Science.gov (United States)

    Leow, Li-Ann; Parrott, Taylor; Grahn, Jessica A.

    2014-01-01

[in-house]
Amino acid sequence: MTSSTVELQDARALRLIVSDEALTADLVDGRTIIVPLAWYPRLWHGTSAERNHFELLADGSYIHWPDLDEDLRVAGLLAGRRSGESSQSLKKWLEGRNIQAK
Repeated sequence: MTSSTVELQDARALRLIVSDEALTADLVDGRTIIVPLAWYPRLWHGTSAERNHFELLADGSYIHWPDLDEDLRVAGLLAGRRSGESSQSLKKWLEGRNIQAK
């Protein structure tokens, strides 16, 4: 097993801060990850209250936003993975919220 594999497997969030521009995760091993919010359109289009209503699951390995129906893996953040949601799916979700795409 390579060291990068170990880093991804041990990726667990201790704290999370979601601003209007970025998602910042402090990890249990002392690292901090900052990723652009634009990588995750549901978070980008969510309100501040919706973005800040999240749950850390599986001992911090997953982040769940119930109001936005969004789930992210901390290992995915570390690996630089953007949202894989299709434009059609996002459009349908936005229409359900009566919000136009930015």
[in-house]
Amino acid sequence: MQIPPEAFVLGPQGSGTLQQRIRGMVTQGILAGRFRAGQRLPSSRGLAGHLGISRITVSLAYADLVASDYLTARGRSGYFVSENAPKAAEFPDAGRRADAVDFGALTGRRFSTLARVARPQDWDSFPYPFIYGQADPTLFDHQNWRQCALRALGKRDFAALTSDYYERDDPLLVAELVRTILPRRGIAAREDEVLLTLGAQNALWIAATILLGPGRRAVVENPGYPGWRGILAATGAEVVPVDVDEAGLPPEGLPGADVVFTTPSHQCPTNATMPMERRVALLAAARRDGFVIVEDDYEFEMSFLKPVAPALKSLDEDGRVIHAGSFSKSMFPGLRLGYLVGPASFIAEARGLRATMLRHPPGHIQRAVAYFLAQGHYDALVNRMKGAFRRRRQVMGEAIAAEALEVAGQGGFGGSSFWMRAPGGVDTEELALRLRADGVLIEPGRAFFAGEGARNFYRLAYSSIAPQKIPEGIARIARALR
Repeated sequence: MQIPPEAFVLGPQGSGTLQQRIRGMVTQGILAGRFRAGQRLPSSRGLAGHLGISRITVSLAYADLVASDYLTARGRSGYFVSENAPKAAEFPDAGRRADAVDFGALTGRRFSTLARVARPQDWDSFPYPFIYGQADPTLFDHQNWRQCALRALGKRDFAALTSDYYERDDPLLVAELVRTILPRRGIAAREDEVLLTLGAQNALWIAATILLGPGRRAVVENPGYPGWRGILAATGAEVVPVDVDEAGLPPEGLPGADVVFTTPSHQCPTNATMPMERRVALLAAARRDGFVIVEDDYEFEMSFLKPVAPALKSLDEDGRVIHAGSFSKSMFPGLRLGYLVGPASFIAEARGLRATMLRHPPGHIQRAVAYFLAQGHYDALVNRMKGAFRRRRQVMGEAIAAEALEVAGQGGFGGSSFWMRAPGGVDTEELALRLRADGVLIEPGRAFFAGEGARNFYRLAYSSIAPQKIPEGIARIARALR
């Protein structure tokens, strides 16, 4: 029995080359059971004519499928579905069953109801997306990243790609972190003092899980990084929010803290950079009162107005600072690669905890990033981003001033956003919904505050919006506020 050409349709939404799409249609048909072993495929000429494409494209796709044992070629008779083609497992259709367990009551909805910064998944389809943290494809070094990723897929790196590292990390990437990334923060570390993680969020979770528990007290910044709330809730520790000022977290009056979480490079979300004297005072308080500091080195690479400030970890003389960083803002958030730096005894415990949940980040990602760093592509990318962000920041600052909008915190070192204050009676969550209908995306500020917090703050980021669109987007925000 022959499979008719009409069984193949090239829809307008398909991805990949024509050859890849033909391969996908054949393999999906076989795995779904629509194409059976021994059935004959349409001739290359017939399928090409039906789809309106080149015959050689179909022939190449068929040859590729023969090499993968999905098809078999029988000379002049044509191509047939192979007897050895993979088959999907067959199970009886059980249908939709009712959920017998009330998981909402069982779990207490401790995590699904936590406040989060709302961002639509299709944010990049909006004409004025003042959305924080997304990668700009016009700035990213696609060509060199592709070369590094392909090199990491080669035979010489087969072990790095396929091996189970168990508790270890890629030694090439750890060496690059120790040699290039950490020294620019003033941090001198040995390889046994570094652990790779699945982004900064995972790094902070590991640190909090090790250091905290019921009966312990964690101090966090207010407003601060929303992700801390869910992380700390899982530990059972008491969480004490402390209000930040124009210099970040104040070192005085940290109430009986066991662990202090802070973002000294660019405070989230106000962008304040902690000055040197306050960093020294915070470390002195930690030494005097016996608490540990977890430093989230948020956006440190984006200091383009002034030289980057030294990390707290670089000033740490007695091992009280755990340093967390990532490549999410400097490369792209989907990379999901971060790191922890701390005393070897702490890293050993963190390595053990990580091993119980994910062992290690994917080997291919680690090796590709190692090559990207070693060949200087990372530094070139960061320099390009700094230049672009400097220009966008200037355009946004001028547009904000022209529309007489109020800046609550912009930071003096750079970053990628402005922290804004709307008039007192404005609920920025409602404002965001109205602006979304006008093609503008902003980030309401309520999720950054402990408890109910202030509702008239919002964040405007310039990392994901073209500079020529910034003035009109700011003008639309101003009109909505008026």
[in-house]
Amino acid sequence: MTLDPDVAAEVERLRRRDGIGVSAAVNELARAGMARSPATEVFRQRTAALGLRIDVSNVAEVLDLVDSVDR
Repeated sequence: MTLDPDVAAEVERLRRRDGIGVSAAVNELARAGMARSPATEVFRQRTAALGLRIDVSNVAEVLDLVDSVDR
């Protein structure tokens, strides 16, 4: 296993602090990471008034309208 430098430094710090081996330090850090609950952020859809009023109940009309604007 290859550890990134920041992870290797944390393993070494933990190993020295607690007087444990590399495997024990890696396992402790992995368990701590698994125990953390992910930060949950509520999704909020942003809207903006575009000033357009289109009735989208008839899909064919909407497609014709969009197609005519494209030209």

Slowed gait in patients with Parkinson’s disease (PD) can be improved when patients synchronize footsteps to isochronous metronome cues, but limited retention of such improvements suggest that permanent cueing regimes are needed for long-term improvements. If so, music might make permanent cueing regimes more pleasant, improving adherence; however, music cueing requires patients to synchronize movements to the “beat,” which might be difficult for patients with PD who tend to show weak beat perception. One solution may be to use high-groove music, which has high beat salience that may facilitate synchronization, and affective properties, which may improve motivation to move. As a first step to understanding how beat perception affects gait in complex neurological disorders, we examined how beat perception ability affected gait in neurotypical adults. Synchronization performance and gait parameters were assessed as healthy young adults with strong or weak beat perception synchronized to low-groove music, high-groove music, and metronome cues. High-groove music was predicted to elicit better synchronization than low-groove music, due to its higher beat salience. Two musical tempi, or rates, were used: (1) preferred tempo: beat rate matched to preferred step rate and (2) faster tempo: beat rate adjusted to 22.5% faster than preferred step rate. For both strong and weak beat-perceivers, synchronization performance was best with metronome cues, followed by high-groove music, and worst with low-groove music. In addition, high-groove music elicited longer and faster steps than low-groove music, both at preferred tempo and at faster tempo. Low-groove music was particularly detrimental to gait in weak beat-perceivers, who showed slower and shorter steps compared to uncued walking. The findings show that individual differences in beat perception affect gait when synchronizing footsteps to music, and have implications for using music in gait rehabilitation. PMID:25374521